NEWARK, N.J. (AP) — One day after President Barack Obama and Russian President Vladimir Putin made little headway in their standoff over Syria at their first formal meeting in more than two years, Republican presidential hopeful Donald Trump is agreeing with Putin on his backing of Syrian President Bashar Assad.
Speaking on Fox News Channel's "The O'Reilly Factor" Tuesday evening, the billionaire businessman and presidential front-runner praised Russia's recent military buildup in Syria and expressed little concern for Putin's support for his longtime Syrian ally.
"If he wants to fight ISIS, let him fight ISIS," Trump said in an interview taped at his Trump Tower skyscraper in Manhattan.
"I say there's very little downside with Putin fighting ISIS," he added.
The U.S. has long insisted that Syria's future cannot include Assad. But Putin has cast Assad's government as the best defense against Islamic State militants, a group the U.S. is also working to defeat.
Trump also suggested that Assad, who has used barrel bombs and chemical weapons against civilians, was preferable to other potential options.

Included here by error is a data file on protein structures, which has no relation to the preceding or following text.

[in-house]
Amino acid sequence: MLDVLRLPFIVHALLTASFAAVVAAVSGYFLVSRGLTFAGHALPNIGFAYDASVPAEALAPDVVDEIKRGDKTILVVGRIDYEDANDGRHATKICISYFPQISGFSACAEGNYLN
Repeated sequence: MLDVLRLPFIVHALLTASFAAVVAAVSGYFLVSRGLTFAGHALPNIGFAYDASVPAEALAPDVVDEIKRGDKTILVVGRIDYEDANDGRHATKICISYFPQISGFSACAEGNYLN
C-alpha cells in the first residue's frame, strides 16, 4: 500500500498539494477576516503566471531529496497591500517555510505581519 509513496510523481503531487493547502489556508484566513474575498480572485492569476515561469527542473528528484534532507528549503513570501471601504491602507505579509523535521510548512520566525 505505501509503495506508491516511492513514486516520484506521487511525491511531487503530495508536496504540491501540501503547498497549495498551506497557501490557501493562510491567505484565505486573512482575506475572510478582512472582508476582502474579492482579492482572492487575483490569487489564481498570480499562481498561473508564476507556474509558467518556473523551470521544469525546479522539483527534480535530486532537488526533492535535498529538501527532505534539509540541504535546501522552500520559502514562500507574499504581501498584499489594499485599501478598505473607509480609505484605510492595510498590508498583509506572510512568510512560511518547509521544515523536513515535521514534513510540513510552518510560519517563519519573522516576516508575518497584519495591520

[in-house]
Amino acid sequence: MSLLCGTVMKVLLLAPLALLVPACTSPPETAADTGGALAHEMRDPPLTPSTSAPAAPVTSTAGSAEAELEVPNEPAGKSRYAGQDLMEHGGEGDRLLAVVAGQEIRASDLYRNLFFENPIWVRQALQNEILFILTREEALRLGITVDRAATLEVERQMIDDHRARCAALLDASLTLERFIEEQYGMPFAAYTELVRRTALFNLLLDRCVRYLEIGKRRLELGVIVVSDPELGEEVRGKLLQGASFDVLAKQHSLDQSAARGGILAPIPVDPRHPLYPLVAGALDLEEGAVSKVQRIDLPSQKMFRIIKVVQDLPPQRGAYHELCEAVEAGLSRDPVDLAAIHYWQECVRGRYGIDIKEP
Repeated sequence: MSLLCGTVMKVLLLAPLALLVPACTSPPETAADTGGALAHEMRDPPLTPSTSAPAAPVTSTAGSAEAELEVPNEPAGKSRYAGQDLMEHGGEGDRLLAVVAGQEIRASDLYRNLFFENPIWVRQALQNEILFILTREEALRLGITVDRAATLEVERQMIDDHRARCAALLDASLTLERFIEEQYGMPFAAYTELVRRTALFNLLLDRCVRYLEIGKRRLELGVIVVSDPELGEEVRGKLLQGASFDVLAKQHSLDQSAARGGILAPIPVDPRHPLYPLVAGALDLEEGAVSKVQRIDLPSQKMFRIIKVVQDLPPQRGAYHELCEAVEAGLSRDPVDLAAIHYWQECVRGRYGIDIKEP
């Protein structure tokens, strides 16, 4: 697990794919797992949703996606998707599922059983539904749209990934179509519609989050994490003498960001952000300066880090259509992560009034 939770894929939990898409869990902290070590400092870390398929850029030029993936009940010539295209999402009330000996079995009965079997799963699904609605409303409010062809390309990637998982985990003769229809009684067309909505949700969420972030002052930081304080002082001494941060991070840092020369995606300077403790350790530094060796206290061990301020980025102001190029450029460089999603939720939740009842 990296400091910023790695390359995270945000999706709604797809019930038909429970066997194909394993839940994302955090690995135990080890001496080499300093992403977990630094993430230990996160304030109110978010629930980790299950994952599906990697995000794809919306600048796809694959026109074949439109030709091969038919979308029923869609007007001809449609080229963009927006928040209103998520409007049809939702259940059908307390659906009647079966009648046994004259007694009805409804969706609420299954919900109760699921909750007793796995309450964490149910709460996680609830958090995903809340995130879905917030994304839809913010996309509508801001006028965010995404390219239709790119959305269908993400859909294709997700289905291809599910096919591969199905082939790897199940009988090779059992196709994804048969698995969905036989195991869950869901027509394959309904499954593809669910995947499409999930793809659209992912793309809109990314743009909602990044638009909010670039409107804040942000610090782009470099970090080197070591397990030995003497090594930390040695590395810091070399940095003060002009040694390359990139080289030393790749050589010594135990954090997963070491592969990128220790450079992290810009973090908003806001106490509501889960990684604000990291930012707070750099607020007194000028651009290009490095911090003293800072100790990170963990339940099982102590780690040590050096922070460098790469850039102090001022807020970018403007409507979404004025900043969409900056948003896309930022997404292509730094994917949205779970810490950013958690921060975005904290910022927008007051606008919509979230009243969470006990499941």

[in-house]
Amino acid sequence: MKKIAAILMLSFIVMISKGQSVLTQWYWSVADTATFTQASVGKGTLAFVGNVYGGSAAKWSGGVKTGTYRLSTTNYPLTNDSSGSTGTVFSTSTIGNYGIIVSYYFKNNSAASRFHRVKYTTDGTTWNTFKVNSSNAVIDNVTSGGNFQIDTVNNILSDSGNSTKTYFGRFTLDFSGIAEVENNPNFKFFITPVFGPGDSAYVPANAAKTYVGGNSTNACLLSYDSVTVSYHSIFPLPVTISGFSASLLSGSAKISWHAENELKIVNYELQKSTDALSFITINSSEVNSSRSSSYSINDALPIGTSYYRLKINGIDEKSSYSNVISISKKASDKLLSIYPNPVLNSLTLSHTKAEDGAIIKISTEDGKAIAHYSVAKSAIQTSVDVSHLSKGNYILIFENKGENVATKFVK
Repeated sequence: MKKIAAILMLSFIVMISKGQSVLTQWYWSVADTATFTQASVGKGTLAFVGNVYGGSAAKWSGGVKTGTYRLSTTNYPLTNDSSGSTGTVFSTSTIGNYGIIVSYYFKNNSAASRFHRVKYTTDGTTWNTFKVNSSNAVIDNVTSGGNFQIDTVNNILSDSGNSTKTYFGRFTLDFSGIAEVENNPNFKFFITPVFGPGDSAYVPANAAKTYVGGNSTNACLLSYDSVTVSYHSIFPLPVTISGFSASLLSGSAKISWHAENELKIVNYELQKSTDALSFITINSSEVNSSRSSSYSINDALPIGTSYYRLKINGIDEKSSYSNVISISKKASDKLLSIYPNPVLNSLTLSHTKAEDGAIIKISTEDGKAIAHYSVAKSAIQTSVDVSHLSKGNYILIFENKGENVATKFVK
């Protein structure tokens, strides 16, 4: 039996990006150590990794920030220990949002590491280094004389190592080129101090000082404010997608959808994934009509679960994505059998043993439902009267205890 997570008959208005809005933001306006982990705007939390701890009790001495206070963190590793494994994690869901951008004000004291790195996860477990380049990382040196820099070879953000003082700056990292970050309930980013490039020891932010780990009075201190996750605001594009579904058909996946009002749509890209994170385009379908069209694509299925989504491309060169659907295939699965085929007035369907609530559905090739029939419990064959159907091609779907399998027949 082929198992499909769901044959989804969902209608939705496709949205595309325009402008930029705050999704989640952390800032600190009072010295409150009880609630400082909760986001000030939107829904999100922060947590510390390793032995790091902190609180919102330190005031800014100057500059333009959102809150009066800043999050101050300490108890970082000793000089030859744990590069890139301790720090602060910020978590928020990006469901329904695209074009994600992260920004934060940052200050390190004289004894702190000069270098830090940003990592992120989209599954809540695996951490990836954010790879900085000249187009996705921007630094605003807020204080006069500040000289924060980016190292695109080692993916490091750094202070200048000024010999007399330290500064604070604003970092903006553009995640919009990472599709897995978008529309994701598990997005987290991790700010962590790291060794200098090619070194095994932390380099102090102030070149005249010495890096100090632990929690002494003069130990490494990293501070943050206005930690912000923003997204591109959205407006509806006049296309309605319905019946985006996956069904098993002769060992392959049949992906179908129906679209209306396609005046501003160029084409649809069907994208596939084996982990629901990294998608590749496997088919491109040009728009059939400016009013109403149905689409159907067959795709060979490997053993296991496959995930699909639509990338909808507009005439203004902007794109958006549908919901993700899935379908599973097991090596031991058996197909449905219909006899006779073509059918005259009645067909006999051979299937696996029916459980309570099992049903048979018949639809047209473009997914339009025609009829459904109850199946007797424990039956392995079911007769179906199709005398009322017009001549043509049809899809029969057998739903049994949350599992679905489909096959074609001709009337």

"Personally, I've been looking at the different players and I've been watching Assad, Trump said, " ... and I'm looking at Assad and saying maybe he's better than the kind of people that we're supposed to be backing because we don't even know who we're backing. We have no idea."
Obama and Putin have a tense relationship that was on full display as the pair met at the United Nations General Assembly in New York.
Trump has long predicted that he would get along well with Putin and declared Monday that, "Putin is a nicer person than I am." He repeated his criticism that Putin is the better leader when compared with Obama.
"I will tell you that, in terms of leadership, he's getting an 'A' and our president is not doing so well," he said. "They did not look good together."
It was Trump's first appearance on Fox since he announced last week that he'd be boycotting the network for "the foreseeable future" because of what he deemed unfair treatment.
The boycott lasted less than a week.